After successfully defending the great Russian attacks, the Central Powers launched a large-scale counterattack on the Russian front in May 1915. At that time, in cooperation with the German ally, the troops of the Monarchy had been fighting shoulder to shoulder for months. The large-scale attack that resulted in the Gorlice breakthrough took place on May 2-5, 1915, on the front east of Krakow. The strongest of the units combined for the attack was the German 11th Army under the command of Colonel-General August von Mackensen. The Austro-Hungarian 4th Army was subordinated to German command. The main attack was complemented by the advance of the 3rd Austro-Hungarian army stationed in the Carpathians, and further south by the attack of the Pflanzer-Baltin army in Bukovina.
The 27th Austro-Hungarian Division, which came under German subordination, including the 34th Infantry Regiment. The unit took part in the German attack on Warsaw during the winter. Then they conquered the city of Petrikau (Piotrkow). In the spring of 1915, in the great counterattack, they fought on the Galician front. Their greatest success in this operation was the occupation of the Lysa Gora plateau north of Lemberg, after the capture of which the Russians evacuated the city of Lemberg. The memory of these battles is evoked by the badge above. Of course, it is only a coincidence that the owner of the infantry regiment, which was applied in cooperation with the German units, was II. Wilhelm, the German emperor who visited his regiment after the new military successes in 1915. On the occasion of the visit, he handed out a commemorative badge among the soldiers. This can be seen pinned to the lieutenant’s chest posing in the opening picture.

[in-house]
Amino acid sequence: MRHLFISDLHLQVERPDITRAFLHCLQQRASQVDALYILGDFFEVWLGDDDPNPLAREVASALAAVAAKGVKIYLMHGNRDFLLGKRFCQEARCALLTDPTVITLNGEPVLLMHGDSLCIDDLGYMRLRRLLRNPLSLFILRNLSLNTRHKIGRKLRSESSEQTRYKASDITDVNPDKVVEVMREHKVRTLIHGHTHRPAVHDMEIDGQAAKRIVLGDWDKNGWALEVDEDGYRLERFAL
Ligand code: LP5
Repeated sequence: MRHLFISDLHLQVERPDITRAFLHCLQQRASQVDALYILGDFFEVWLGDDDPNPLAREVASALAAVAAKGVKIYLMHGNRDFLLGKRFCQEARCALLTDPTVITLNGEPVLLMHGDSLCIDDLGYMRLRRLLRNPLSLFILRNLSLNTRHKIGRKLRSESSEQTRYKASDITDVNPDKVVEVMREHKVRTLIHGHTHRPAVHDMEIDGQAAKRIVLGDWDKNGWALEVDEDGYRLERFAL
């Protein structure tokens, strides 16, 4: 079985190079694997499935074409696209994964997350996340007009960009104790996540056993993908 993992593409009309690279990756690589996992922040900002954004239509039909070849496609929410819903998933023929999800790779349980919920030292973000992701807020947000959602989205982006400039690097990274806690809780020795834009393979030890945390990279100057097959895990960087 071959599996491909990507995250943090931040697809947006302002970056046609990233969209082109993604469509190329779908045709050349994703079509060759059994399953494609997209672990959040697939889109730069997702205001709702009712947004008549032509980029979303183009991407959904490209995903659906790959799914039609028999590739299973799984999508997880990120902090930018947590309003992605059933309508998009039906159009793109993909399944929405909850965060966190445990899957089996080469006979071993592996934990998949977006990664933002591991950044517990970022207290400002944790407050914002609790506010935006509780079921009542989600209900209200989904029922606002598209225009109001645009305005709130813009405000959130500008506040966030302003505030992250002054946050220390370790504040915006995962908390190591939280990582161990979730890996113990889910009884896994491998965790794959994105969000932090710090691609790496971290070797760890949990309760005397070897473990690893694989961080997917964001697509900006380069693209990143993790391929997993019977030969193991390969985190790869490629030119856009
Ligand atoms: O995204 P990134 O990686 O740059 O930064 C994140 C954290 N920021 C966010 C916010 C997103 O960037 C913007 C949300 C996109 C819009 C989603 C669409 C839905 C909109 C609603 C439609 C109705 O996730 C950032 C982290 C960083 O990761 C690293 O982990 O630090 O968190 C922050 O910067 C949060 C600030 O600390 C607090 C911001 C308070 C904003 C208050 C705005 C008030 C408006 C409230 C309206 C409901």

The breakthrough in Gorlice delayed the Romanians entering the war, but could not restrain the Italians to do so. With this, the most important political goal was only partially achieved. At the same time, the Russian army was undoubtedly defeated and, in the summer of 1915, virtually expelled from the territory of the Monarchy. To the north of Galicia, large areas of Russian-Poland were occupied, including the fortification system surrounding Warsaw and the city itself. The new front emerged in the north, 200 kilometers from the old borders, in the Pripyat swamps. In the south, it stretched near the old border down to the then still neutral Romania. After the breakthrough, many Russian soldiers were taken prisoners of war by the victorious armies and a significant amount of munitions was also looted. The total loss of the Russians exceeded 400,000 men.